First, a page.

[This page by Astrid Köhler]

Kassandra; Cassandra (1983)

Kassandra, consisting of a novel and four essays, was due to appear simultaneously in East and West Germany. However, the East German authorities feared that Wolf’s fictitious city Troy bore too many traces of the contemporary GDR and tried to have a number of passages removed or changed before publication. This led both to the delay of the book’s appearance on either side of the wall, and finally, the publication of two slightly different versions, whereby in the GDR-edition one some passages were removed with the deletion indicated by ellipses.

The story is set in ancient Troy in the context of the Trojan War. In Greek mythology, the Trojan War was waged against the city of Troy by the Greeks after Paris of Troy had taken Helen from her husband Menelaus, the king of Sparta. Cassandra was the sister of Paris and daughter of Trojan King Priam and Queen Hecuba. Her beauty caused Apollo to grant her the gift of prophecy. However, when she did not return his love, Apollo placed a curse on her so that no one would ever believe her predictions. While Cassandra foresaw the destruction of Troy (she warned the Trojans about the Trojan Horse, the death of Agamemnon, and her own death), she was unable to do anything to prevent these tragedies since no one believed her. Hence, she is a figure both of the epic tradition and of tragedy, and embodies a combination of deep understanding of, and powerlessness within, society.

Christa Wolf’s version of the myth of Cassandra is told by the protagonist herself: shortly before she is murdered and in the full knowledge of her forthcoming death.

The book was written in the early 1980s during a particular time of the Cold War in which a fierce nuclear arms race was being waged between NATO and the Eastern Block under the Soviet Union, and historical parallels were easily established by contemporary readers. The analysis of the causes and conduct of war is conducted through the prism of gender. Masculinity plays a particular role: both the world of politics at King Priam’s court and the waging of war are depicted as male concerns. While women like Queen Hecuba and her daughter Cassandra are tolerated by the state council as long as they offer no challenge to the politics pursued by the men, they are excluded from their circles as soon as they begin to question the need for the war and its conduct.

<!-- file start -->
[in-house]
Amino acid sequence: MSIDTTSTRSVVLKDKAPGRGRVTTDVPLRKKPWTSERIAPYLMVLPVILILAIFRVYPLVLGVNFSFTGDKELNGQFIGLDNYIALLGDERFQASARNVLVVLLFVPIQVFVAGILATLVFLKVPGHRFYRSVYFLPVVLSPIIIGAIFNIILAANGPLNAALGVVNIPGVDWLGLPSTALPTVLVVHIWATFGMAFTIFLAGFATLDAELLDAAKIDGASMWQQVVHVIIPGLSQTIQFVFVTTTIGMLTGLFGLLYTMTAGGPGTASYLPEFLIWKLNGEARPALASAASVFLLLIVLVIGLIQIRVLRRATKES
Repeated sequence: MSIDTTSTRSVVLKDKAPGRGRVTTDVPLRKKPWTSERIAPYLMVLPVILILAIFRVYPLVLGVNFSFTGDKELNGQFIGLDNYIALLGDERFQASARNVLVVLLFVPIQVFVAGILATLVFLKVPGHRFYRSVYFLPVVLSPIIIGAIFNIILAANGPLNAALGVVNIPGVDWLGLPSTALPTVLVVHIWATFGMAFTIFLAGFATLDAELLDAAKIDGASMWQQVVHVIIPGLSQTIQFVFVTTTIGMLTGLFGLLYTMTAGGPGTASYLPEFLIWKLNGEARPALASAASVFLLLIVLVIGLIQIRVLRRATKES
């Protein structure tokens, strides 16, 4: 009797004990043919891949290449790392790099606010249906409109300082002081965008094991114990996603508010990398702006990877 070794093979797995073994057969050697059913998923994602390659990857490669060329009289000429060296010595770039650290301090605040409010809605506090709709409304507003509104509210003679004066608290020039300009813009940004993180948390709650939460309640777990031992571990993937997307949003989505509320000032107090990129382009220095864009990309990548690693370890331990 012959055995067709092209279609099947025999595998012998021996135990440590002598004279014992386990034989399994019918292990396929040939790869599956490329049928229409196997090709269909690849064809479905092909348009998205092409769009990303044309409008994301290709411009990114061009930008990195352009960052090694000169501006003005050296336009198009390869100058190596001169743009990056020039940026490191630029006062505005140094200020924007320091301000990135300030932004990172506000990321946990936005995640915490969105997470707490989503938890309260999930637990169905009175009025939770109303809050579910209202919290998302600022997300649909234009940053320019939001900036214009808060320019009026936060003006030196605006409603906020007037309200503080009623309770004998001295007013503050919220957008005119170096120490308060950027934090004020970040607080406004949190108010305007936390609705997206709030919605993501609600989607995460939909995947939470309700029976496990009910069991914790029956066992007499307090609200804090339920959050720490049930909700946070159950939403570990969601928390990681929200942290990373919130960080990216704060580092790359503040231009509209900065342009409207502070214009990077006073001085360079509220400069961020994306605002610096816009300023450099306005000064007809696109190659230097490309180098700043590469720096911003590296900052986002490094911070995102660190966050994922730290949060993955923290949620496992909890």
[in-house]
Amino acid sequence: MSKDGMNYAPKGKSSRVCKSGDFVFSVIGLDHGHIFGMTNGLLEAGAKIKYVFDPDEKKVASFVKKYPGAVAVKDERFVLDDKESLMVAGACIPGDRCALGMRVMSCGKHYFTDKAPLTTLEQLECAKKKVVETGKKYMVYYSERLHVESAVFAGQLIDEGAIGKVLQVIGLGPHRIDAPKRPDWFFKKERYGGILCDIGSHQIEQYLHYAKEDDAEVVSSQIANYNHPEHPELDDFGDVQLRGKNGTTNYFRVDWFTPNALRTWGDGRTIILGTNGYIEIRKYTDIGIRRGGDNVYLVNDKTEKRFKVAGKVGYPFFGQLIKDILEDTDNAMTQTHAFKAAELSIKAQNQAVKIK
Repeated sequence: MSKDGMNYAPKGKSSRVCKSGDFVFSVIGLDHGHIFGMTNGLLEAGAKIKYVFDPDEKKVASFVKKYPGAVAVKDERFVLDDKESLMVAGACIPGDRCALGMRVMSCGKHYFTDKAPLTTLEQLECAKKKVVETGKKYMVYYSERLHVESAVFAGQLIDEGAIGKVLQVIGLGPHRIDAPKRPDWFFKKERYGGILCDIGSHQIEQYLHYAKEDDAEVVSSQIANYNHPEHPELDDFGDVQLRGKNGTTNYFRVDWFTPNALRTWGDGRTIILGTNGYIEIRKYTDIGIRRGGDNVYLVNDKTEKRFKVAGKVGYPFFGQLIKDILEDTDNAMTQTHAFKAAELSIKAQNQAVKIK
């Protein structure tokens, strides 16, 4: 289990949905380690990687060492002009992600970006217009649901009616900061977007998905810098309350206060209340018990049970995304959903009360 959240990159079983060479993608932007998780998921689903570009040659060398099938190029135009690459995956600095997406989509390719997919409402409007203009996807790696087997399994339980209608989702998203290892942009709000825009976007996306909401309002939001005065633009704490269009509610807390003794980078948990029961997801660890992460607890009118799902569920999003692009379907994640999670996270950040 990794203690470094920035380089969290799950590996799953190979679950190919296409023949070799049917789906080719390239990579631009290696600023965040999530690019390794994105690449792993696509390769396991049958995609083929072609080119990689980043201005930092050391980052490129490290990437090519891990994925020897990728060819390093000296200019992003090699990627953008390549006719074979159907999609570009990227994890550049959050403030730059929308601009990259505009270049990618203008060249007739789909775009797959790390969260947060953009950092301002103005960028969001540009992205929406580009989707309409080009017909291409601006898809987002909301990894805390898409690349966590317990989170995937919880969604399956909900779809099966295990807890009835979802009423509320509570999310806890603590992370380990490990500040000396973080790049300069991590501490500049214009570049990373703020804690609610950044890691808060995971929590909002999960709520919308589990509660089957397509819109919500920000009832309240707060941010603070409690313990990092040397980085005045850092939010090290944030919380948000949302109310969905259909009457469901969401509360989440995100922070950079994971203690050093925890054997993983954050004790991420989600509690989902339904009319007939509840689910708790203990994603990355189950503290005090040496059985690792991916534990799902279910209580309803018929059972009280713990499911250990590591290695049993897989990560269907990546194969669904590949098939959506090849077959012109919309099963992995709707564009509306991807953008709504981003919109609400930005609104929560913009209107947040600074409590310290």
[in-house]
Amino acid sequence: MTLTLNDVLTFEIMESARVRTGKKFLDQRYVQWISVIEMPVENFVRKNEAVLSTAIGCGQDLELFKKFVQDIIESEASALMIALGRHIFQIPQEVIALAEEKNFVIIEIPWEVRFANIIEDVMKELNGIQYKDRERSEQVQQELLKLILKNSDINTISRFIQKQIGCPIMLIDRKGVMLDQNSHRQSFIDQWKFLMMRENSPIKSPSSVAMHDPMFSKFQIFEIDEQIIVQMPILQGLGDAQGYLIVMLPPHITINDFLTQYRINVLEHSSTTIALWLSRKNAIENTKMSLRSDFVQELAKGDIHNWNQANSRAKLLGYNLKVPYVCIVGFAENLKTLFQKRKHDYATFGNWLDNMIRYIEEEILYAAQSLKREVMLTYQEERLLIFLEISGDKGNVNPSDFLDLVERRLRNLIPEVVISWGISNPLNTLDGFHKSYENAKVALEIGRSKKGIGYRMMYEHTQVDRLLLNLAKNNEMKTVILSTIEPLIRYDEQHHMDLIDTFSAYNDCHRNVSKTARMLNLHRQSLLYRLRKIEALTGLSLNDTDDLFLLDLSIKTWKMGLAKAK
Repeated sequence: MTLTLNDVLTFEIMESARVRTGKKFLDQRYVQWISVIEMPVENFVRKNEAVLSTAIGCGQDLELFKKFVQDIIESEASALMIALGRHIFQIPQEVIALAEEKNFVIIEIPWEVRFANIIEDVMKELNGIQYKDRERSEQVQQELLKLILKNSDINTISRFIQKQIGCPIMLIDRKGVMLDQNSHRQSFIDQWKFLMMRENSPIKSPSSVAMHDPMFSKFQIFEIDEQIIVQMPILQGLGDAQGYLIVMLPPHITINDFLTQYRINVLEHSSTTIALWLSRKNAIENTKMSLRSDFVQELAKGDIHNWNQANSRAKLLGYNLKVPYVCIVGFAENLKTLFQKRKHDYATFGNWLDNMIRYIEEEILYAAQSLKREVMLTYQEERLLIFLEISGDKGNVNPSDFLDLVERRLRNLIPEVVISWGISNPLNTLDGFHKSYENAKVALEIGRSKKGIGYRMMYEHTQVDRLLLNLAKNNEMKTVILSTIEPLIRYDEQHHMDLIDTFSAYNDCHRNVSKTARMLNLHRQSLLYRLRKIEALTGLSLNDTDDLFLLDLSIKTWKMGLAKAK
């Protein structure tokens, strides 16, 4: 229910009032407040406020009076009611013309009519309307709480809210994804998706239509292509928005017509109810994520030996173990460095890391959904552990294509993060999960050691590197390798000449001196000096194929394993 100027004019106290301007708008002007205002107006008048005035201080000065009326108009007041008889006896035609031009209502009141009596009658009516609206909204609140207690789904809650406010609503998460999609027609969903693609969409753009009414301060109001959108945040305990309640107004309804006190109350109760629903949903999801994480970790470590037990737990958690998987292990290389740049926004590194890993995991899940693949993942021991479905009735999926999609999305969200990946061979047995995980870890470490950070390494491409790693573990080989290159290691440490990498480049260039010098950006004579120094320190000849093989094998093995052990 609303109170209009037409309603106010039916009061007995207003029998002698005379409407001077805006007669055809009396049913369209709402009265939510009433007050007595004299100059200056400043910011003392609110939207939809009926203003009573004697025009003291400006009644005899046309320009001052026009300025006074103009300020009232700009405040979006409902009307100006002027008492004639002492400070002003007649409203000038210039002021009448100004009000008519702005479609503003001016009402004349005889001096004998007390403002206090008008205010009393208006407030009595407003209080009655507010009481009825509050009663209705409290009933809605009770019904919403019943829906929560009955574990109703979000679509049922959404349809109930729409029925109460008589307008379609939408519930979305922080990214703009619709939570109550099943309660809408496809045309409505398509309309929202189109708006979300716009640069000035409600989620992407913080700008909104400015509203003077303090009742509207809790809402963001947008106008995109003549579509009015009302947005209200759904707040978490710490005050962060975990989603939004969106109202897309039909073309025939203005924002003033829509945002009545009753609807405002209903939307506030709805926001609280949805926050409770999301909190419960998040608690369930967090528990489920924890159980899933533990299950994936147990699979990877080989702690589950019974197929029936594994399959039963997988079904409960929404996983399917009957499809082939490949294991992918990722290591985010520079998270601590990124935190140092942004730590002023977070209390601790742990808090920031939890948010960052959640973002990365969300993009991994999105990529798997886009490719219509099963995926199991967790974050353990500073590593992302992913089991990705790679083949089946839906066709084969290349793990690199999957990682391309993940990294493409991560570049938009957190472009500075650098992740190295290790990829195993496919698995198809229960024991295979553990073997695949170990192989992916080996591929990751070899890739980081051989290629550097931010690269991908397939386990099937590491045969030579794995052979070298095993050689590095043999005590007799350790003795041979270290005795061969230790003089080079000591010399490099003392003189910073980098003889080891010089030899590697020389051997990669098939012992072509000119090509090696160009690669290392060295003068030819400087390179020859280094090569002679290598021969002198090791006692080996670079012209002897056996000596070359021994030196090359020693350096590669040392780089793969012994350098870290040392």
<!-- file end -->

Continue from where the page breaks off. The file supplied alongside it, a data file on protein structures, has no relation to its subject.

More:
Wolf’s Cassandra comes to realize that both societies, the Greek and the Trojan one (i.e. the ‘enemy’ in this war), are structured according to the very same patriarchal principles. The discovery that the enemy and her own people are fundamentally alike, is both shocking and dispiriting for the protagonist. In the course of Wolf’s story, she gains access to an alternative world outside the city. Beyond the walls of Troy a counter world proliferates, including women from both camps (Trojan and Greek), and also some non-conformist men. In the words of the book, they prove that “between killing and dying there is a third alternative: living.”

Kassandra picks up on the strand of feminist thought that sees war as a feature of patriarchal society. The story gives an account of the interrelationship between war and patriarchal institutions, norms and values. It also offers an image of female resistance which incorporates alternative values and ways of living.

Wolf’s Cassandra project was deemed by critics as the author’s work on a female aesthetic of resistance, based on her refusal to accept the self-destructiveness of patriarchal societies. The story was accompanied by four lectures (held in Frankfurt am Main as her “Poetikvorlesungen”) in which she both elaborated on her historical exploration of the myth and on the aesthetic implications of her insights gained in this process. The question arose: How can one write a narrative that does not – wittingly or unwittingly – buy into the grand patriarchal narrative of Western history? Her response to this question is a narrative structure that refuses linearity and instead can be compared with a fabric that uses complex patterns and does not hide its tangled threads, protruding wefts etc.

In many ways, the project is taken up again in Wolf’s 1996 novel Medea. Stimmen (Medea. Voices / A Modern Retelling.), featuring another female heroine from the Greek myths. Here again, a canonized narrative is picked up and re-told in such a way that its ideological implications are undermined and its elements are re-evaluated.

Further Reading

Peter Arnds, ‘Translating a Greek Myth: Christa Wolf’s Medea in a Contemporary Context’, Neophilologus 85 (2001), 415-28

Rachel Blau DuPlessis, Writing Beyond the Ending: Narrative Strategies of 20th Century Women Writers (Bloomington: Indiana University Press, 1985)

Helen Bridge, ‘Christa Wolf's Kassandra and Medea: Continuity and Change’, German Life and Letters 57:1 (2004), 33-43

Karin Eysel, ‘Christa Wolf’s Kassandra: refashioning national imagination beyond the nation’, Women in German Yearbook 9 (1993), 163-81

Peter J. Graves, ‘Christa Wolf’s Kassandra: The Censoring of the GDR Edition’, Modern Language Review 81:4 (1986), 944-56

Brigid Haines and Margaret Littler, Contemporary Women’s Writing in German: Changing the Subject (Oxford: Oxford University Press, 2004), Chapter 4 on Kassandra

Clayton Koelb, Legendary Figures: Ancient History in Modern Novels (Lincoln and London: University of Nebraska Press, 1998), Chapter 7: ‘The Future of Antiquity: Christa Wolf’s Cassandra’, pp. 127-42

Stephanie West, ‘Christa Wolf’s Kassandra: A Classical Perspective’, Oxford German Studies 20-21 (1991-92), 164-85